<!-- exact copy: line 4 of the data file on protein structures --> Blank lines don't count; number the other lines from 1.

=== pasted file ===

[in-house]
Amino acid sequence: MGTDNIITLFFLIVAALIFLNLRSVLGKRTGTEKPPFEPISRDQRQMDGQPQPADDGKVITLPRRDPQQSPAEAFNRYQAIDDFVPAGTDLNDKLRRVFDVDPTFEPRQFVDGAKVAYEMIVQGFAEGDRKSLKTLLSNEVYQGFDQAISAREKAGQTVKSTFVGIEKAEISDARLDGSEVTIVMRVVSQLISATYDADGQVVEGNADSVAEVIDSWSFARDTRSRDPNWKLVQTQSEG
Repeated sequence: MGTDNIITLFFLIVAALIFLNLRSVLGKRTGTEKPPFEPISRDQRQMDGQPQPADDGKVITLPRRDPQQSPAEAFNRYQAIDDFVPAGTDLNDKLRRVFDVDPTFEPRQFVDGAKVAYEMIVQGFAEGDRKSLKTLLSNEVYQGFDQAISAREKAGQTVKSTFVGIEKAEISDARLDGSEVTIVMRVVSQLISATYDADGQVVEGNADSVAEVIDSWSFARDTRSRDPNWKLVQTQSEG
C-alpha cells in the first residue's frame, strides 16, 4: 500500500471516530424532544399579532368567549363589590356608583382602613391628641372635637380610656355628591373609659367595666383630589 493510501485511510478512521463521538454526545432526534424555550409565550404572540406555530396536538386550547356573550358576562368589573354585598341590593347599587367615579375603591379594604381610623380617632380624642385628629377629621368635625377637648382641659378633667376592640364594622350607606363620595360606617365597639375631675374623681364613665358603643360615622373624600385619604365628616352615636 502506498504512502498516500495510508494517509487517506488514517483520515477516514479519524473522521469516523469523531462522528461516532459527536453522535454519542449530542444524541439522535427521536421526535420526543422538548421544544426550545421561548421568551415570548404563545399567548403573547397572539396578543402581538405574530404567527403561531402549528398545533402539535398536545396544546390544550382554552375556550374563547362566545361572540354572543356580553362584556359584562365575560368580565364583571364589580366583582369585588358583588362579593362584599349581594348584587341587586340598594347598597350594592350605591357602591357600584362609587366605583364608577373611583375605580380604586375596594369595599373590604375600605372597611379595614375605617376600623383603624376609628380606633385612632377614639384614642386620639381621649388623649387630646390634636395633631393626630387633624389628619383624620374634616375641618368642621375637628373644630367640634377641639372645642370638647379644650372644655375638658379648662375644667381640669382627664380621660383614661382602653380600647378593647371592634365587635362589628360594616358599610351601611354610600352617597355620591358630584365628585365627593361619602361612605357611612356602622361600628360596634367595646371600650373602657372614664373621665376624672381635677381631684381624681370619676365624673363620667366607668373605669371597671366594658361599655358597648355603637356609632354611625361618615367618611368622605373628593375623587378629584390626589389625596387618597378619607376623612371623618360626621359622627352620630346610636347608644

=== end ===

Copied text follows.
C-alpha cells in the first residue's frame, strides 16, 4: 500500500471516530424532544399579532368567549363589590356608583382602613391628641372635637380610656355628591373609659367595666383630589 493510501485511510478512521463521538454526545432526534424555550409565550404572540406555530396536538386550547356573550358576562368589573354585598341590593347599587367615579375603591379594604381610623380617632380624642385628629377629621368635625377637648382641659378633667376592640364594622350607606363620595360606617365597639375631675374623681364613665358603643360615622373624600385619604365628616352615636 502506498504512502498516500495510508494517509487517506488514517483520515477516514479519524473522521469516523469523531462522528461516532459527536453522535454519542449530542444524541439522535427521536421526535420526543422538548421544544426550545421561548421568551415570548404563545399567548403573547397572539396578543402581538405574530404567527403561531402549528398545533402539535398536545396544546390544550382554552375556550374563547362566545361572540354572543356580553362584556359584562365575560368580565364583571364589580366583582369585588358583588362579593362584599349581594348584587341587586340598594347598597350594592350605591357602591357600584362609587366605583364608577373611583375605580380604586375596594369595599373590604375600605372597611379595614375605617376600623383603624376609628380606633385612632377614639384614642386620639381621649388623649387630646390634636395633631393626630387633624389628619383624620374634616375641618368642621375637628373644630367640634377641639372645642370638647379644650372644655375638658379648662375644667381640669382627664380621660383614661382602653380600647378593647371592634365587635362589628360594616358599610351601611354610600352617597355620591358630584365628585365627593361619602361612605357611612356602622361600628360596634367595646371600650373602657372614664373621665376624672381635677381631684381624681370619676365624673363620667366607668373605669371597671366594658361599655358597648355603637356609632354611625361618615367618611368622605373628593375623587378629584390626589389625596387618597378619607376623612371623618360626621359622627352620630346610636347608644